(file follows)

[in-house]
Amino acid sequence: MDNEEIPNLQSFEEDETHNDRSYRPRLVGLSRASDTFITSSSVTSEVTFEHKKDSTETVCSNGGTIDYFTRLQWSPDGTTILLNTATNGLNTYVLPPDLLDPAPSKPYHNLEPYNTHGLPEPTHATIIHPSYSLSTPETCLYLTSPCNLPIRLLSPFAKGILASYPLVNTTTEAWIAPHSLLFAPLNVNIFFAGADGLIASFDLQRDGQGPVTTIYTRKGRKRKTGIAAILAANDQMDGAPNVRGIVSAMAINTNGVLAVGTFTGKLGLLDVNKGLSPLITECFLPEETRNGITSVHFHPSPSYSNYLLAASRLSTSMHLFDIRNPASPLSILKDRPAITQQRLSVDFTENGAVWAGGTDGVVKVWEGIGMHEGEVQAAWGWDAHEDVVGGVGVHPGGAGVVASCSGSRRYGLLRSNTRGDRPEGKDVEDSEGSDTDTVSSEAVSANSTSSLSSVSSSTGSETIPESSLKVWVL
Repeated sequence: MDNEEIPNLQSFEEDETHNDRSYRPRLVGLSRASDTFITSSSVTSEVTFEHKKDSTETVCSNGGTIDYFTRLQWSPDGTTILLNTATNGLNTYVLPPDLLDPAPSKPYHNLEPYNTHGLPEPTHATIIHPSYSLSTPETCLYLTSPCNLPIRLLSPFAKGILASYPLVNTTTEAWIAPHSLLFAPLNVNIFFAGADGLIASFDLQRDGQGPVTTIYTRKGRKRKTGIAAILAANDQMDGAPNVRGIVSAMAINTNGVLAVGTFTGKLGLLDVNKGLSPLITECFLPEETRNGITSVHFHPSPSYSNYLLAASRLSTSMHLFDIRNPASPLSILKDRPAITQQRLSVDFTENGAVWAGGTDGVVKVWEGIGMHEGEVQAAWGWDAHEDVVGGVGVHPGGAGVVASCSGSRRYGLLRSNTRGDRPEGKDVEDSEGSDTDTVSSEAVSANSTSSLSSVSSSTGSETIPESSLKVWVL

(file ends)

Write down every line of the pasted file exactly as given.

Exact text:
[in-house]
Amino acid sequence: MDNEEIPNLQSFEEDETHNDRSYRPRLVGLSRASDTFITSSSVTSEVTFEHKKDSTETVCSNGGTIDYFTRLQWSPDGTTILLNTATNGLNTYVLPPDLLDPAPSKPYHNLEPYNTHGLPEPTHATIIHPSYSLSTPETCLYLTSPCNLPIRLLSPFAKGILASYPLVNTTTEAWIAPHSLLFAPLNVNIFFAGADGLIASFDLQRDGQGPVTTIYTRKGRKRKTGIAAILAANDQMDGAPNVRGIVSAMAINTNGVLAVGTFTGKLGLLDVNKGLSPLITECFLPEETRNGITSVHFHPSPSYSNYLLAASRLSTSMHLFDIRNPASPLSILKDRPAITQQRLSVDFTENGAVWAGGTDGVVKVWEGIGMHEGEVQAAWGWDAHEDVVGGVGVHPGGAGVVASCSGSRRYGLLRSNTRGDRPEGKDVEDSEGSDTDTVSSEAVSANSTSSLSSVSSSTGSETIPESSLKVWVL
Repeated sequence: MDNEEIPNLQSFEEDETHNDRSYRPRLVGLSRASDTFITSSSVTSEVTFEHKKDSTETVCSNGGTIDYFTRLQWSPDGTTILLNTATNGLNTYVLPPDLLDPAPSKPYHNLEPYNTHGLPEPTHATIIHPSYSLSTPETCLYLTSPCNLPIRLLSPFAKGILASYPLVNTTTEAWIAPHSLLFAPLNVNIFFAGADGLIASFDLQRDGQGPVTTIYTRKGRKRKTGIAAILAANDQMDGAPNVRGIVSAMAINTNGVLAVGTFTGKLGLLDVNKGLSPLITECFLPEETRNGITSVHFHPSPSYSNYLLAASRLSTSMHLFDIRNPASPLSILKDRPAITQQRLSVDFTENGAVWAGGTDGVVKVWEGIGMHEGEVQAAWGWDAHEDVVGGVGVHPGGAGVVASCSGSRRYGLLRSNTRGDRPEGKDVEDSEGSDTDTVSSEAVSANSTSSLSSVSSSTGSETIPESSLKVWVL